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Where the tech things are: Entrepreneurs in Finland

The annual Slush show draws 17,500 from around the world to entrepreneurship festival – highlighting the role of universities in building a tech culture in Europe

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HELSINKI – “Hi, I’m Felix from Baqend and we make the Internet faster!”

Thus began one of hundreds of start-up company sales pitches on stage here at a massive entrepreneurial conference, called Slush. Felix (apparently nobody in the modern tech world bothers with last names) heads a small German start-up, Baqend, spun out from the University of Hamburg, that claims to have cloud software to make Web pages load 15 times faster; and he wants your money – or at least, the money of the 1,100-plus investors milling around here, all looking for the Next Big Thing.

About 17,500 company founders, investors, corporate executives, students, media converged in Helsinki on 30 November and 1 December, for what has grown in less than a decade into one of the world’s most unusual annual celebrations of entrepreneurship. From small beginnings with the student entrepreneurship society of Finnish university Aalto, the Slush conference (so-called because of the weather here at this time of year) has ballooned into an international meeting point for people trying to create, buy or sell businesses.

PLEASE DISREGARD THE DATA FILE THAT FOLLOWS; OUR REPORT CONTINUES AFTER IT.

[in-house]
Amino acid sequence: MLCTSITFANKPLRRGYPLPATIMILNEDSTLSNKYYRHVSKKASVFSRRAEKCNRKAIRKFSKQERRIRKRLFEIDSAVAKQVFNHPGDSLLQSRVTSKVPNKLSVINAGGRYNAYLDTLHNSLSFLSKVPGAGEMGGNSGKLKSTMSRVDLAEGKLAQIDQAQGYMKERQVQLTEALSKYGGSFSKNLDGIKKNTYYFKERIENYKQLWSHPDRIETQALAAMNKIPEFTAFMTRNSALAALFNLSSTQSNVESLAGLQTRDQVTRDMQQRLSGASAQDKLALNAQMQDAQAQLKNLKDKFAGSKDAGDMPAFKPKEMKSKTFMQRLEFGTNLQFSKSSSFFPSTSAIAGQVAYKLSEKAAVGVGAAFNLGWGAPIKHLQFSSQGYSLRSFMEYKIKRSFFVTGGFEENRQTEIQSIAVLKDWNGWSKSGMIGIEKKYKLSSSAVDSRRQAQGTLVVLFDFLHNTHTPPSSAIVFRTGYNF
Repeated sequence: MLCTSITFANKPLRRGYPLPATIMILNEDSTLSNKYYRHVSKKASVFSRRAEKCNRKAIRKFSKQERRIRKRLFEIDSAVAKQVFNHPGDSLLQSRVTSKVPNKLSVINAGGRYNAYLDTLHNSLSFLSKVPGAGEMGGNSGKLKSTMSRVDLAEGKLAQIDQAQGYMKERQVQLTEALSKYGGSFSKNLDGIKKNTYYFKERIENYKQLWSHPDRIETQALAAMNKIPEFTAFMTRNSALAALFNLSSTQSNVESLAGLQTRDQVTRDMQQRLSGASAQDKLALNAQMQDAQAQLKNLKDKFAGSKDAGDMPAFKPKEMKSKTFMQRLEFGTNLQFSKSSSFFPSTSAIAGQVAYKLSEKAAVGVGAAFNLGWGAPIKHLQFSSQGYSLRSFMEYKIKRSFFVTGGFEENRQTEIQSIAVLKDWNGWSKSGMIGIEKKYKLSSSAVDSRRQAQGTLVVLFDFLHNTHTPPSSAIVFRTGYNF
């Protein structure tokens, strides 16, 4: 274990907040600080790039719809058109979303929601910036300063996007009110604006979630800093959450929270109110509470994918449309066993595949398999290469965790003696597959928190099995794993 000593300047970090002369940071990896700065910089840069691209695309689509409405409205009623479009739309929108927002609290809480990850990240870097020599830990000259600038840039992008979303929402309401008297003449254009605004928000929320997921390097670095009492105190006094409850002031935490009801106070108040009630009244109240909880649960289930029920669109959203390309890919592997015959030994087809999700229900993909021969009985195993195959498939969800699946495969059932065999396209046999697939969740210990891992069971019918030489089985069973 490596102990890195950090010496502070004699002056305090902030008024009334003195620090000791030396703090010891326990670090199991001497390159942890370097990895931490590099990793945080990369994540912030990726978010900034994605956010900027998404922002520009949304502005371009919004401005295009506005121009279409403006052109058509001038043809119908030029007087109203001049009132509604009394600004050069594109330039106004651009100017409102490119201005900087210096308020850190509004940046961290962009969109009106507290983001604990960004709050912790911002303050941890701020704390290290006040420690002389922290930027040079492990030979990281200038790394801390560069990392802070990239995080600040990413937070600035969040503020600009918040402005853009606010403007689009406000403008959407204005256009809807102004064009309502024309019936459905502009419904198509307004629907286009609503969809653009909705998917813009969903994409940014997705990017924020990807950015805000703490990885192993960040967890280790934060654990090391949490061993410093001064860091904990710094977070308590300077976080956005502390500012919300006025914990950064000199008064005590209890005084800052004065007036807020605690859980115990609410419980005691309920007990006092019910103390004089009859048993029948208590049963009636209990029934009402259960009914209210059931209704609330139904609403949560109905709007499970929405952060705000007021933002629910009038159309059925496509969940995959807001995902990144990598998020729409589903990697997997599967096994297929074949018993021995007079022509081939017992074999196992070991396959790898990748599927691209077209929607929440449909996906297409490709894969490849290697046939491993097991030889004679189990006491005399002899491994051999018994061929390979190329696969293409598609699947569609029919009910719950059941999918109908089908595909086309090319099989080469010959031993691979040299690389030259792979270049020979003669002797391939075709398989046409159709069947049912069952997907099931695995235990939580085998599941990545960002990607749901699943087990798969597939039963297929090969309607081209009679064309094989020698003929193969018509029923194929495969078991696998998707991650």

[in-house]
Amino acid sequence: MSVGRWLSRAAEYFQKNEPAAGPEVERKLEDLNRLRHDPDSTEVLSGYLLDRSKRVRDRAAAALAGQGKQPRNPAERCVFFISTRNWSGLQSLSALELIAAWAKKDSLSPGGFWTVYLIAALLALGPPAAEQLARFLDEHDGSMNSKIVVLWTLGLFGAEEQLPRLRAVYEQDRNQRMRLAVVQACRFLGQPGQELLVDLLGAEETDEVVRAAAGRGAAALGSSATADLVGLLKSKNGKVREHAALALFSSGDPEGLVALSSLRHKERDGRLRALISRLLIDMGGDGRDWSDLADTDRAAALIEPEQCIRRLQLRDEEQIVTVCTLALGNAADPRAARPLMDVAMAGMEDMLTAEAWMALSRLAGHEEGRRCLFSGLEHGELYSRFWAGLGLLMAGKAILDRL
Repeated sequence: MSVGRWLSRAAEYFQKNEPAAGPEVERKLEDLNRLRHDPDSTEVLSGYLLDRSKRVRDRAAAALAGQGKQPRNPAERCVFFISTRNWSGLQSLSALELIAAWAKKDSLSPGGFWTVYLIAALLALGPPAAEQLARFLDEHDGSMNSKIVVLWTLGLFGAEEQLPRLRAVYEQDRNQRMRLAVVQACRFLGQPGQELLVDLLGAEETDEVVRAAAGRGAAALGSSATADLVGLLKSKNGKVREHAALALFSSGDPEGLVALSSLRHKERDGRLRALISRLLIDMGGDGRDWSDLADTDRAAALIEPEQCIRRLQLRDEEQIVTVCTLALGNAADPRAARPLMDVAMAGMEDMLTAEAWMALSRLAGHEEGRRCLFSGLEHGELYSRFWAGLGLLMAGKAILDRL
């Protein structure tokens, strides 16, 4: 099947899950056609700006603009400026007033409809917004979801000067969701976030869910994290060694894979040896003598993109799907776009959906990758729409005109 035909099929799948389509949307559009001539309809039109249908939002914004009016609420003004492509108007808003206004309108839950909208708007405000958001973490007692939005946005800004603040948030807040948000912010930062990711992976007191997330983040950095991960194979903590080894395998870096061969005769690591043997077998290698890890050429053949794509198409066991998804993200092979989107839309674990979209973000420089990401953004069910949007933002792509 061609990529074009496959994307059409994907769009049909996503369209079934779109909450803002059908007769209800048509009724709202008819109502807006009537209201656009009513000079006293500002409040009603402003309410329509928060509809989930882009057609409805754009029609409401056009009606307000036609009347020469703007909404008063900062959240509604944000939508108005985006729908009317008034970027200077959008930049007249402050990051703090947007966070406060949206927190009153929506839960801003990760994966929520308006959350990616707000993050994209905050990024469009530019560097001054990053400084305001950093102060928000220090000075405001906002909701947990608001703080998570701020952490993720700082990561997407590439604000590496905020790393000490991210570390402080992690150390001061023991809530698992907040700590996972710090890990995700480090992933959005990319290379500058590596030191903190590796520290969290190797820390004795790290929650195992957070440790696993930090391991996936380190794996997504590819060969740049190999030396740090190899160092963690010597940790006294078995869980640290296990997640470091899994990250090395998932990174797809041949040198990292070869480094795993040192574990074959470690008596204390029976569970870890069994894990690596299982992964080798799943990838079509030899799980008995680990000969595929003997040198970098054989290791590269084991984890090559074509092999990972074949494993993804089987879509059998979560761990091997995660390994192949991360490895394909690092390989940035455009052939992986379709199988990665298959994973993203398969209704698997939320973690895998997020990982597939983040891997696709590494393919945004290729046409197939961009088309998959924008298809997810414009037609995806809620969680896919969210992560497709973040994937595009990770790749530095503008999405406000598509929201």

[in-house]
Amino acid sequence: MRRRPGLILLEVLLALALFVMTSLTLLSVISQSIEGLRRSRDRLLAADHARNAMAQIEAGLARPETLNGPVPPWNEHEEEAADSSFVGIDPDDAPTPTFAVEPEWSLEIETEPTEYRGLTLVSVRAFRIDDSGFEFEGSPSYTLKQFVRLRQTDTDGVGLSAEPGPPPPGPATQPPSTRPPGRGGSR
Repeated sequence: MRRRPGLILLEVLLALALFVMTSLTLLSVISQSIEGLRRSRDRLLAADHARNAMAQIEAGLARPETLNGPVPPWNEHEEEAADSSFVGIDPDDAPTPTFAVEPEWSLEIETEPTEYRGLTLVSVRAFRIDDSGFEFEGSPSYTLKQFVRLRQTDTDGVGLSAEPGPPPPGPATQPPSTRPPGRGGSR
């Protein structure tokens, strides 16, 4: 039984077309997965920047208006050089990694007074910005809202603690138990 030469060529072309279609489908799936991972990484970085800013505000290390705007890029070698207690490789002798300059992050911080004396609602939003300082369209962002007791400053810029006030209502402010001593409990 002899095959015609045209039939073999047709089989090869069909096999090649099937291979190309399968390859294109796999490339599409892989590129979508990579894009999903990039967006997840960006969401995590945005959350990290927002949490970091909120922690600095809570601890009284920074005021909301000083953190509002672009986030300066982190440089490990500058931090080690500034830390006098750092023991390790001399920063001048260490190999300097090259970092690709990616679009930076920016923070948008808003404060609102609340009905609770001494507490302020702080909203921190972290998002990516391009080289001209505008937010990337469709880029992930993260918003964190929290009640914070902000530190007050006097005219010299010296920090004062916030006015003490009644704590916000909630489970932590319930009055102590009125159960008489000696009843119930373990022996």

It was, as the welcome banner at the entrance to the vast conference hall here proclaimed, the ultimate place for the “bad-ass” techies of the world to meet.

Slush is so well-known now in the tech world that Finnair scheduled a special non-stop flight from Silicon Valley to Helsinki, so that all the super-eager, super-smart and (some might say) supercilious American VCs can get in and out super-fast. Joining them were the tech industry’s rock stars: co-founders of Spotify, Skype, Supercell, LinkedIn and other famous tech brands.

So, too, came the geek-chic tech entrepreneurs, in designer eyeglasses, expensive jeans and t-shirts (ties are strictly for squares), from around Finland, but also Moscow, Seoul, Austin and other exotic places. With sales pitches practiced and business cards at the ready, they crammed into a darkened, black-light conference cavern stuffed with technology and multiple pitching stages.

The university as catalyst

As a tech show, it is not on the scale of SXSW (South by Southwest) in Texas or the grand gatherings of the mobile phone or consumer electronics industries, but for European entrepreneurs hunting seed money, Slush has become a Mecca.

How or why is partly the result of a gradual, bumpy rise in European tech ambitions generally and also an object policy lesson in the role that universities can play in igniting tech clusters. Though not yet on the scale of Stanford in Palo Alto or MIT in Boston, Aalto in Helsinki has emerged as one of the most productive schools for entrepreneurship in Europe. There are no formal legal ties to the university, but the Slush event is still run by a student society, and it is managed and staffed by 2,300 volunteers, mostly Aalto students.